I’m so glad you brought that up. That was one of the most impactful moments for me.

He was a decorated Marine of much higher rank. He comes up to me and he tells me that if I can get up every day and put a smile on my face with everything that I’ve went through, he can do it too. I was completely floored.

I’m so thankful it happened and I made him promise that I’d see him again next year. It was such a light bulb moment: no matter what our rank, no matter where we come from, no matter who we are, we all struggle.

And that led to me realizing that even though he was a higher rank and we came from different places, we both had struggled — mentally, physically, or emotionally. Struggle is the one thing that everyone on this earth can relate to.

With this book, I wanted something that anyone could pick up. From a CEO to a homeless person, I wanted something that anyone can pick up and take lessons from.

The second piece of that is that almost every single person and veteran that comes up to me… If they’re a veteran, they say ‘well, I was never in combat, or I never did anything like you.’ And people that have never served in the military will say, ‘oh well, I was never in the military and I don’t think I could ever do what you did.’

What I would tell everyone — veterans, service members, civilians — I urge you to never compare your struggle with anyone else’s. Just like the Marine who approached me and told me he didn’t kill himself because of me. Or the lady that came up to me and said, ‘I have terrible arthritis and I can barely get out of bed in the morning, but I never did anything like you.’

We all have our own struggles. We all have our own journeys. And you’re doing yourself a serious injustice by comparing yourself with someone else. It’s not a competition.

Even if someone seems like they’ve been through way worse than you — and even if they have — don’t compare. It’s okay. You’re living your life, you’re doing your thing. Just learn from that, become better from it, and stronger from it.

It’s something we see often in the vet community. There’s this tendency where someone will denigrate someone else because they weren’t in combat. Or maybe, it’s like, oh, you’re a POG and I’m a grunt.

I hate it. Yes. I hate it.

Or like, I have a combat action ribbon. Okay, I jumped on a grenade and received the Medal of Honor but that is because I was put in a very unique situation that very rarely ever happens.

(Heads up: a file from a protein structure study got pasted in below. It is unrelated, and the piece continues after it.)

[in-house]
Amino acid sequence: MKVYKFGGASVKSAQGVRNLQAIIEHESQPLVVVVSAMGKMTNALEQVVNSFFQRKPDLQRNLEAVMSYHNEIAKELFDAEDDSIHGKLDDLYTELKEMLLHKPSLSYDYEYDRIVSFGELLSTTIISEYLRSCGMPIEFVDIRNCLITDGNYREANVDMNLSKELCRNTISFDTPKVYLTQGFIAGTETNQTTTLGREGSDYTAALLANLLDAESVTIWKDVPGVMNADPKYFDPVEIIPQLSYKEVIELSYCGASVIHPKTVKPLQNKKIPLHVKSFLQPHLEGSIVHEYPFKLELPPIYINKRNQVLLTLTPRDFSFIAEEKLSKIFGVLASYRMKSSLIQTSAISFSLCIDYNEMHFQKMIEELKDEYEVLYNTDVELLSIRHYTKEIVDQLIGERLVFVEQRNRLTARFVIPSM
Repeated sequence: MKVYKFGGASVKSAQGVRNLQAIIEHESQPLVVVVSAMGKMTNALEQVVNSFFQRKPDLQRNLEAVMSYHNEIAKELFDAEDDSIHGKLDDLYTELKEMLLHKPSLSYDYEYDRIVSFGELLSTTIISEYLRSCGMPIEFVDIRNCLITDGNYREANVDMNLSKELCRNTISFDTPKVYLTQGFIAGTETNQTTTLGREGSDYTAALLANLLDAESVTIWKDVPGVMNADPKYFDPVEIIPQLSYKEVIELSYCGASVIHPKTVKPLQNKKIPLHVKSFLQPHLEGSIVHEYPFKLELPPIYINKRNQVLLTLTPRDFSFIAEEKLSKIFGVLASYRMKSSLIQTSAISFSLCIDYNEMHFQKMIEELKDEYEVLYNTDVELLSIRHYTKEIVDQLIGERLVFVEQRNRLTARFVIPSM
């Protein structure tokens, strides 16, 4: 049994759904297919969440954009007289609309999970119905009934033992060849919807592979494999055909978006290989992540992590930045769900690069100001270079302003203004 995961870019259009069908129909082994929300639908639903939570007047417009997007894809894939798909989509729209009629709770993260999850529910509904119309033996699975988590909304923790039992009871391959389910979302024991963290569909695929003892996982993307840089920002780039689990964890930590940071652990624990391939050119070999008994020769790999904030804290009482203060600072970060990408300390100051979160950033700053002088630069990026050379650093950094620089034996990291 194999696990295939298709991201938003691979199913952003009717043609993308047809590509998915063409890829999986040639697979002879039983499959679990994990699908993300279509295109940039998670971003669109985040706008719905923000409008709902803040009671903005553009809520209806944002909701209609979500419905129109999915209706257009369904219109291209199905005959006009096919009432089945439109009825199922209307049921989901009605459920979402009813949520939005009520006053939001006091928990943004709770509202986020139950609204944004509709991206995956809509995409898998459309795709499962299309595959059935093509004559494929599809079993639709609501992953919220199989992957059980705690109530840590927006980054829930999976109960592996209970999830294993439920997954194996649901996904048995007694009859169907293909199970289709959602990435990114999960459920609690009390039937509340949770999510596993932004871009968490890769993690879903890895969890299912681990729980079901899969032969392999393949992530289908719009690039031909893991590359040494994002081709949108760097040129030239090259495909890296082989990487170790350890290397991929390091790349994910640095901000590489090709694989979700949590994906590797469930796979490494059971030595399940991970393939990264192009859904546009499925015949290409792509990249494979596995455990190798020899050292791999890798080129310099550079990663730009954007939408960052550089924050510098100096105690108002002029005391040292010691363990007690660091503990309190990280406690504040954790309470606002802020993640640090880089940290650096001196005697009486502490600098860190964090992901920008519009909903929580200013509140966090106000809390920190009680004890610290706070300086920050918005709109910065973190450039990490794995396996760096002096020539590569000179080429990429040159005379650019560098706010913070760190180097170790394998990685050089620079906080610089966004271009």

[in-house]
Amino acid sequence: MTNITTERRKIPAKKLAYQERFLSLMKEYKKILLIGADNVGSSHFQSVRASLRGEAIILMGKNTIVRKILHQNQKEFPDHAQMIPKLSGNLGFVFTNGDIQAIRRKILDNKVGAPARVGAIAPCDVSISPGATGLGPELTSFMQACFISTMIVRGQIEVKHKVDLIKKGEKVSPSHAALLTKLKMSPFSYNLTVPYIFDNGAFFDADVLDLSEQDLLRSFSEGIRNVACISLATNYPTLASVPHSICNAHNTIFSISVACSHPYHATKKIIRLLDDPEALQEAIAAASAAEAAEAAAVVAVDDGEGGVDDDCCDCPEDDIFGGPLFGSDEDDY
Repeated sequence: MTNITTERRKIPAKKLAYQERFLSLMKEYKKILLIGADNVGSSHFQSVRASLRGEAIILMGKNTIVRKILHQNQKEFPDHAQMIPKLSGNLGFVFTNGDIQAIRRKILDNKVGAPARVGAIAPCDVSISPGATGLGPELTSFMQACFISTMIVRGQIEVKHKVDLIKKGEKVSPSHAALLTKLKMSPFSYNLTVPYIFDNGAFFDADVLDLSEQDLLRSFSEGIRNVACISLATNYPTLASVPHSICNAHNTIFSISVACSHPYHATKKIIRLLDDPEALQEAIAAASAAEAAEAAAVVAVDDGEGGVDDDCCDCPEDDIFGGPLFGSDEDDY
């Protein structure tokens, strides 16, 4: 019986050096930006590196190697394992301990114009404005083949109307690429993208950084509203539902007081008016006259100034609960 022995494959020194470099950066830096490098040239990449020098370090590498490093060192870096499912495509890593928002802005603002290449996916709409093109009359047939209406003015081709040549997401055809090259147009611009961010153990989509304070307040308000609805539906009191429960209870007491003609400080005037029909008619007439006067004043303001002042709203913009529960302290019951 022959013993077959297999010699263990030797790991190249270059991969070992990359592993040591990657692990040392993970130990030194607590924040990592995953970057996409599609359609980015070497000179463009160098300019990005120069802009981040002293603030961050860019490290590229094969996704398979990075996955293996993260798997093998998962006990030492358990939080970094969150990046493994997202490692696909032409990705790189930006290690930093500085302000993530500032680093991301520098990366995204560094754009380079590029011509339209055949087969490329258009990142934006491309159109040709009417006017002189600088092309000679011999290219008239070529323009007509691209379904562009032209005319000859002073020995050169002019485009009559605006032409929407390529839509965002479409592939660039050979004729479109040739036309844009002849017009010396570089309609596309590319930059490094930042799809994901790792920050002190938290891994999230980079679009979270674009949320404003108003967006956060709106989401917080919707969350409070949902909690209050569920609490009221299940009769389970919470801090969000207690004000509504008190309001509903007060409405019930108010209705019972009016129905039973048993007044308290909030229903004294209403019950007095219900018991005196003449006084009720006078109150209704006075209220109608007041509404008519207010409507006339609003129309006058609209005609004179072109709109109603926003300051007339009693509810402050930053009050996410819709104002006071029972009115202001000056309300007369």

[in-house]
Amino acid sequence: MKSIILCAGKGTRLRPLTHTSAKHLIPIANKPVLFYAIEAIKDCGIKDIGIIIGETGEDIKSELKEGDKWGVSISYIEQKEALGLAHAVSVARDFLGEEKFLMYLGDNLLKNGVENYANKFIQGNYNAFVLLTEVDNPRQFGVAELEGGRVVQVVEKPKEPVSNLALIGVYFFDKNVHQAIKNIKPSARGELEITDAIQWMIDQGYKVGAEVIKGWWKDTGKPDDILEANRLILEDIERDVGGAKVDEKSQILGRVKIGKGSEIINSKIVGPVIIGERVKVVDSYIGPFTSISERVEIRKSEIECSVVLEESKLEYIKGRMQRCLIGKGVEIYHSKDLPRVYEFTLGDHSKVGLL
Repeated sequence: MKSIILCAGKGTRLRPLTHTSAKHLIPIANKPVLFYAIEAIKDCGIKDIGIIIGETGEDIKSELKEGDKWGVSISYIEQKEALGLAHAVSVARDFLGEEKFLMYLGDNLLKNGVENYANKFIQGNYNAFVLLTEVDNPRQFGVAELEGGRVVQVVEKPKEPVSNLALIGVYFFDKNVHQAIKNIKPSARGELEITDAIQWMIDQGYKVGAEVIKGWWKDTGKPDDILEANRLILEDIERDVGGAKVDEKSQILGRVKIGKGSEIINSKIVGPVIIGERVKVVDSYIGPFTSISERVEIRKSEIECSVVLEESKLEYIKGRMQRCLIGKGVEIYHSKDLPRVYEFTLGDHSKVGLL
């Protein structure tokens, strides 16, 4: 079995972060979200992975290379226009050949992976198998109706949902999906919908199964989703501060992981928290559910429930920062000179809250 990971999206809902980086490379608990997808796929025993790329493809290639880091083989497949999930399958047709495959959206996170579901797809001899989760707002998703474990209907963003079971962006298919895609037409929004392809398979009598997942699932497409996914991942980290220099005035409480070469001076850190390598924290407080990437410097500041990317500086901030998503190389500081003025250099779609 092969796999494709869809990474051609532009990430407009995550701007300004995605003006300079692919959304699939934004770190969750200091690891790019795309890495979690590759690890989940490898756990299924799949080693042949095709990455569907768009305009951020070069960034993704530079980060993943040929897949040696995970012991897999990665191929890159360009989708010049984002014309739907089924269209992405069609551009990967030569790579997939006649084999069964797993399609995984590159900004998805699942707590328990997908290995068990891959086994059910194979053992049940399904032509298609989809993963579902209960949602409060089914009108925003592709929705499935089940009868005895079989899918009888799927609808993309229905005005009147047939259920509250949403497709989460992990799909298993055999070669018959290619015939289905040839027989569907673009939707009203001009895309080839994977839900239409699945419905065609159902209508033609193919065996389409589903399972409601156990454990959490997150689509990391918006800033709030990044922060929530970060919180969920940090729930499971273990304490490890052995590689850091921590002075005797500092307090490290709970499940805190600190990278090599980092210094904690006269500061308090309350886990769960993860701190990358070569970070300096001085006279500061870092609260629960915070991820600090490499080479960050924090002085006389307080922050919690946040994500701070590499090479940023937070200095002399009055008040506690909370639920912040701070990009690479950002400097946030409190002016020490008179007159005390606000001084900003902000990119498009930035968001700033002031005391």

Let’s say you were a logistics officer. You helped get me the supplies that my buddies needed and my corpsman needed to stop my bleeding, to keep me alive, to get me here today. To see my family again. To impact people and try to help and spread positivity throughout the world.

So because you don’t have a CAR and you didn’t get shot at, your job as that crucial logistics officer, or even as a freakin’ water purification specialist is somehow worth less? I had to stay hydrated to make it through that deployment and survive, and help those people of Afghanistan.

Your job is less important just because you weren’t in a position to get shot at? That’s the most ridiculous thing I have ever heard.

And if you do act like that to your fellow service members or veterans — they walked into a recruiting station and raised their right hand to give up to their life for this country, just like you. You didn’t do any more or any less.

Shame on you.

We’re all on the same team. We’re all trying to accomplish the same mission. And we’re all there suffering and going through it — maybe in different capacities — but we’re all going through it together.

So if you don’t have a CAR, be proud of what you do and what you contribute to those that do. But if you do, big deal. Go find the next guy that’s been shot at 100 times. It’s incredible that you did that, and our nation and me specifically are forever grateful, but not everyone can be in the infantry. Not everyone can go out and run and gun all day long.

And some of the most impactful Marines and mentors, and some of the greatest Marines that took care of me and helped comfort my family and look after me during my three years at Walter Reed…my best friend and the Marine that looked out for me the most and mentored me the best…he’s one of the few people in my life that truly impacted me on a daily basis. He’s an air winger.